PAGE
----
A's-Giants: Cardboard paste-ups and broadcasts from afar

© Neville E. Guard-USA TODAY Sports

Art Spander

OAKLAND — It wasn’t as strange as you might have imagined, this exhibition game in the middle of summer with photos on cardboard in the seats instead of real, live fans.

The grounds crew had the field in perfect shape. The Coliseum scoreboards were glowing. The public address system was loud — the better to keep those human replicas informed.

We wanted baseball and, for better or worse this COVID-19 year, we have baseball. Empty ballparks, recorded cheers, but still three strikes you’re out and a ball over the fence, as hit by the Athletics’ Stephen Piscotty in the third, still is a home run.

The Giants won this one Monday night, beating the A’s, 6-2, Austin Slater driving in five runs. The same teams play again Tuesday night across the bay at Oracle Park in San Francisco. Then it’s on to a short — and who knows how sweet — regular season.

What the Giants know is for awhile, as on Monday night, they will be without their corner power guys: first baseman Brandon Belt and third baseman Evan Longoria, both of whom went on the injured list, as did Oakland pitcher A.J. Puk.

In this era when face masks are the new normal, injuries seem to be the old normal for Puk. He had rotator cuff surgery in the spring of ’18, and then this March — the legitimate spring training, not this summer camp stuff — hurt his left pitching arm again.

No panic in Oakland. Daniel Mengden will move into the No. 5 slot in the rotation that Puk was to have held.

“It’s great to have this kind of depth,” said A’s manager Bob Melvin. “Mengden looked great. He threw four innings last time out and didn’t give up any runs. He’s tweaked some things in his delivery and looks more aggressive. It’s nice to have that depth, but we don’t want to get too deep into that too early in this season.”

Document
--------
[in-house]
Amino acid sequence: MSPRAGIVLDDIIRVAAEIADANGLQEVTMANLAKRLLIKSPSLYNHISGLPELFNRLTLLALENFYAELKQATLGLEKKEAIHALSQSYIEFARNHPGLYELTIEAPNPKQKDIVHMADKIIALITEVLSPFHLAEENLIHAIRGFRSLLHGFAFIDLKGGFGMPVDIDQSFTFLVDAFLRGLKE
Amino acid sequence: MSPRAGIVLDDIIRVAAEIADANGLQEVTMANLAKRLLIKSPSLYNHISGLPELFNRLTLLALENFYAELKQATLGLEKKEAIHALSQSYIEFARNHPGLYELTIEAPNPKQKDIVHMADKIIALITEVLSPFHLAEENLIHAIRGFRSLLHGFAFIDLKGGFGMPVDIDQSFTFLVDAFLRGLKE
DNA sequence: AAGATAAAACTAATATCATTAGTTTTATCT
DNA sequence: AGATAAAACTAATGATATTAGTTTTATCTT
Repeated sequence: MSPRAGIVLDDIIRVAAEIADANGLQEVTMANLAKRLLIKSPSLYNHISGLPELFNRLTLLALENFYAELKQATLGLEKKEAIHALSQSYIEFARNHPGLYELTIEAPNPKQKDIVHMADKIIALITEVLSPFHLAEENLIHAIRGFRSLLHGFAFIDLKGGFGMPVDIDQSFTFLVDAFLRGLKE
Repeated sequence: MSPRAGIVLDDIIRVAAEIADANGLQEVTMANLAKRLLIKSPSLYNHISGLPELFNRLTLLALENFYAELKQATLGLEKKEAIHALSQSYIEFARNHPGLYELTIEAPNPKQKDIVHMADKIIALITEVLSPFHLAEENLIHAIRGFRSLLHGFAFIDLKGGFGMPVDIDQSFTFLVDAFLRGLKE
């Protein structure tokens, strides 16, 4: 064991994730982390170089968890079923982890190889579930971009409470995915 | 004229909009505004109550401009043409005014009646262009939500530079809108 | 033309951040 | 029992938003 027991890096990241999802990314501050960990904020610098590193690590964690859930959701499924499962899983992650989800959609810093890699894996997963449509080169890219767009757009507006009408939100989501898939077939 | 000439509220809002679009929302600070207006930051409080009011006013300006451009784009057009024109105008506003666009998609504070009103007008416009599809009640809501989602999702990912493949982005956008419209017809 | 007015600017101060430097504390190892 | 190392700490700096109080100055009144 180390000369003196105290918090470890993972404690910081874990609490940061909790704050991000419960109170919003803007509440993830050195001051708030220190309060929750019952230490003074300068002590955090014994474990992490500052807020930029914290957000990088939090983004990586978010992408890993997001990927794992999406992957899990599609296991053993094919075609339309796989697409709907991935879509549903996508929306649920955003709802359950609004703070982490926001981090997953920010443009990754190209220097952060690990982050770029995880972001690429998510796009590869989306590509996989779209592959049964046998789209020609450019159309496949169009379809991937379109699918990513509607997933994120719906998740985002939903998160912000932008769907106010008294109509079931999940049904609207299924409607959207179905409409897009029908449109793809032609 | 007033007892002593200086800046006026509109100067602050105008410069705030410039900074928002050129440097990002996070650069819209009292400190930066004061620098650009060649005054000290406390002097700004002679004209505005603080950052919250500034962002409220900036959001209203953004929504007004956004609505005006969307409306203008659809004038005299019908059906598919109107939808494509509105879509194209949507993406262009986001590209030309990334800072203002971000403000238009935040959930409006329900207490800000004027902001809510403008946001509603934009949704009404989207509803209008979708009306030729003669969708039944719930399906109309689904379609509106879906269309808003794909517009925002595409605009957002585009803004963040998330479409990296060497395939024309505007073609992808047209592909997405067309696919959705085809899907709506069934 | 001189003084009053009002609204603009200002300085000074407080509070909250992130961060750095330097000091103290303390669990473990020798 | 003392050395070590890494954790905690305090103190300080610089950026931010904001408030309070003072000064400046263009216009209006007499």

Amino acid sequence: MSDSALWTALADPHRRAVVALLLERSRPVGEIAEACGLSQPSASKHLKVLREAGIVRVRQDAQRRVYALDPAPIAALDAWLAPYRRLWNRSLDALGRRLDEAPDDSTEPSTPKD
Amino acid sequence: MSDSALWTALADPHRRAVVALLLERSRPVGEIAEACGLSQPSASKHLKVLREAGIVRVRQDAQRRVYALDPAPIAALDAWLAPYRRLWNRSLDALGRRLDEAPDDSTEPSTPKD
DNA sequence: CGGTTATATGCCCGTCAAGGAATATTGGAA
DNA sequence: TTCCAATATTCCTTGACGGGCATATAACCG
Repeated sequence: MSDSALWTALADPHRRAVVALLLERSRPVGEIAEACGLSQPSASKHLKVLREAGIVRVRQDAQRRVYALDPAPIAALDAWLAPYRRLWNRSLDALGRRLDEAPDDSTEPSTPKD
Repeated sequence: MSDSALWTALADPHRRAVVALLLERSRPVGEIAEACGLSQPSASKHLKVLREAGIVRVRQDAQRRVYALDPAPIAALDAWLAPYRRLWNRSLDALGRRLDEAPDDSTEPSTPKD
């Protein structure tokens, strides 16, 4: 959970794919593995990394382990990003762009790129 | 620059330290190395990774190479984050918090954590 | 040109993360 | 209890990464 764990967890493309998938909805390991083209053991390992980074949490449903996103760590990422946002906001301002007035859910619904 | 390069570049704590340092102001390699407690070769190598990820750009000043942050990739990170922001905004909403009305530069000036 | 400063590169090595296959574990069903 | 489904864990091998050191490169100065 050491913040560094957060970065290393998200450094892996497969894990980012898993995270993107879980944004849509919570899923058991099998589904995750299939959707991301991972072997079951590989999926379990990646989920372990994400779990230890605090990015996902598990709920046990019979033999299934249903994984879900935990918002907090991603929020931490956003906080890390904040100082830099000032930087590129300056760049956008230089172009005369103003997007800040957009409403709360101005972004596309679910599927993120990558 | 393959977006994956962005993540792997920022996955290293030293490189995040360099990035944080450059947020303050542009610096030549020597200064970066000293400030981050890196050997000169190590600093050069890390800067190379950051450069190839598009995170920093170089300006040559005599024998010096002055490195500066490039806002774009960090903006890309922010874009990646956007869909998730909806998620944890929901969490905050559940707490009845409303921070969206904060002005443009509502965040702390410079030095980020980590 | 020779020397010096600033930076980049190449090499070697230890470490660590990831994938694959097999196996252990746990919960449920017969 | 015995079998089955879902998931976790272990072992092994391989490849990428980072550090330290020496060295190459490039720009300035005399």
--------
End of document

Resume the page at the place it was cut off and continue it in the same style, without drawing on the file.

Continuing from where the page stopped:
What we can get into is Monday night’s fascinating game, fascinating because if not one of a kind — all the major league clubs are undergoing this situation — then one of a very few and very unusual.

A couple of nights ago, the Yankees played the Mets at Yankee Stadium, on national TV, naturally, with two New York franchises, but that ballpark also looked lonelier. Or is that West Coast type thinking?

Things, on field and off, are being done that rarely ever before have been done. Maybe never been done. Reserves, the “taxi squad,” a term borrowed from the NFL, sit in the stands. The A’s had enough people in the right field seats to play two more games, at the same time.

To avoid the dangers of travel, team broadcasters in most cases are going no farther than their home stadium, even for road games.

As you’ve read or heard, the A’s have been unable to land on one of those old-fashioned AM radio stations.

So Monday night, I checked the other side, the Giants. Jon Miller and Dave Fleming indeed were doing the game on KNBR, from Oracle Park in San Francisco. “I can see the Coliseum lights,” said Miller, calling the game off TV.

Miller grew up in Hayward, not far from the Coliseum, and once did A’s games. But in those days he was at the Coliseum, not peering at it from 20 miles away.

Ken Korach and Vince Cotroneo are the A’s current, well, shall we call them non-radio announcers. Yes, they’re available on a station in Sacramento (where the Giants have a minor league team that, like all minor league teams, has been voted into non-existence) or on the internet.

The irony is the A’s have a team worth listening to or following, picked by many as a possibility for the World Series. But unless there’s a change, you won’t hear the A’s.

And you can’t see them either, unless you’re a cardboard pasteup.

Reggie Jackson never had to go through this, did he?

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